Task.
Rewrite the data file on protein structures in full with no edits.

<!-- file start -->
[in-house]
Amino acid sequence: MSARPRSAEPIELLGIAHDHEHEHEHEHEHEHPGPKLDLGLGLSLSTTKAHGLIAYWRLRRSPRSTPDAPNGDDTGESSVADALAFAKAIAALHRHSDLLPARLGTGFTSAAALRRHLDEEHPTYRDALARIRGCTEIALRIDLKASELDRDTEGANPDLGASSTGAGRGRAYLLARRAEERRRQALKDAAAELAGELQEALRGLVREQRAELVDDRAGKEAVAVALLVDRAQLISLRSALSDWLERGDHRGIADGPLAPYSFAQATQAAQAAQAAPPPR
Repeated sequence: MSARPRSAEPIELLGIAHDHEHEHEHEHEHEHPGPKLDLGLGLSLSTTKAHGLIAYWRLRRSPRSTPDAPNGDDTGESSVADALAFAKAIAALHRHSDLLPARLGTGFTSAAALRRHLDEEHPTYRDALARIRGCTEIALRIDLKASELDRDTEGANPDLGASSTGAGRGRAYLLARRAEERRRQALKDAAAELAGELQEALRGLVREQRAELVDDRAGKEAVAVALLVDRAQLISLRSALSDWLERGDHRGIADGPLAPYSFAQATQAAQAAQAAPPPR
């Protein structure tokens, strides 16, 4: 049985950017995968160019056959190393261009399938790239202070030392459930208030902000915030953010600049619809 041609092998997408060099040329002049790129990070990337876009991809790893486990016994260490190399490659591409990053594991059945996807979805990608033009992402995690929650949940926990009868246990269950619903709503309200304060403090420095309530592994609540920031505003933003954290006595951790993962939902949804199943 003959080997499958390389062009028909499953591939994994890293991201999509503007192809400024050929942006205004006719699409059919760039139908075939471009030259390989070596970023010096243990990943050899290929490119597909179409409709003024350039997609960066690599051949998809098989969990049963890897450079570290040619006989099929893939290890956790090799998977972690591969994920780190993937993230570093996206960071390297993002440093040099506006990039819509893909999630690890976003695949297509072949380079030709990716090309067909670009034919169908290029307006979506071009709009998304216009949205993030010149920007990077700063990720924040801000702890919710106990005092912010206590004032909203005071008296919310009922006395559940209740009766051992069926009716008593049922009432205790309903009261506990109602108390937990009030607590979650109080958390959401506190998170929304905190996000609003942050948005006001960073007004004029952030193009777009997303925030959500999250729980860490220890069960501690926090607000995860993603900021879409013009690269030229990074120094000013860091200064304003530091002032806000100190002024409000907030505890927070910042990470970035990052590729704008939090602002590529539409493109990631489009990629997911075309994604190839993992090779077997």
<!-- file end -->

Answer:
[in-house]
Amino acid sequence: MSARPRSAEPIELLGIAHDHEHEHEHEHEHEHPGPKLDLGLGLSLSTTKAHGLIAYWRLRRSPRSTPDAPNGDDTGESSVADALAFAKAIAALHRHSDLLPARLGTGFTSAAALRRHLDEEHPTYRDALARIRGCTEIALRIDLKASELDRDTEGANPDLGASSTGAGRGRAYLLARRAEERRRQALKDAAAELAGELQEALRGLVREQRAELVDDRAGKEAVAVALLVDRAQLISLRSALSDWLERGDHRGIADGPLAPYSFAQATQAAQAAQAAPPPR
Repeated sequence: MSARPRSAEPIELLGIAHDHEHEHEHEHEHEHPGPKLDLGLGLSLSTTKAHGLIAYWRLRRSPRSTPDAPNGDDTGESSVADALAFAKAIAALHRHSDLLPARLGTGFTSAAALRRHLDEEHPTYRDALARIRGCTEIALRIDLKASELDRDTEGANPDLGASSTGAGRGRAYLLARRAEERRRQALKDAAAELAGELQEALRGLVREQRAELVDDRAGKEAVAVALLVDRAQLISLRSALSDWLERGDHRGIADGPLAPYSFAQATQAAQAAQAAPPPR
């Protein structure tokens, strides 16, 4: 049985950017995968160019056959190393261009399938790239202070030392459930208030902000915030953010600049619809 041609092998997408060099040329002049790129990070990337876009991809790893486990016994260490190399490659591409990053594991059945996807979805990608033009992402995690929650949940926990009868246990269950619903709503309200304060403090420095309530592994609540920031505003933003954290006595951790993962939902949804199943 003959080997499958390389062009028909499953591939994994890293991201999509503007192809400024050929942006205004006719699409059919760039139908075939471009030259390989070596970023010096243990990943050899290929490119597909179409409709003024350039997609960066690599051949998809098989969990049963890897450079570290040619006989099929893939290890956790090799998977972690591969994920780190993937993230570093996206960071390297993002440093040099506006990039819509893909999630690890976003695949297509072949380079030709990716090309067909670009034919169908290029307006979506071009709009998304216009949205993030010149920007990077700063990720924040801000702890919710106990005092912010206590004032909203005071008296919310009922006395559940209740009766051992069926009716008593049922009432205790309903009261506990109602108390937990009030607590979650109080958390959401506190998170929304905190996000609003942050948005006001960073007004004029952030193009777009997303925030959500999250729980860490220890069960501690926090607000995860993603900021879409013009690269030229990074120094000013860091200064304003530091002032806000100190002024409000907030505890927070910042990470970035990052590729704008939090602002590529539409493109990631489009990629997911075309994604190839993992090779077997």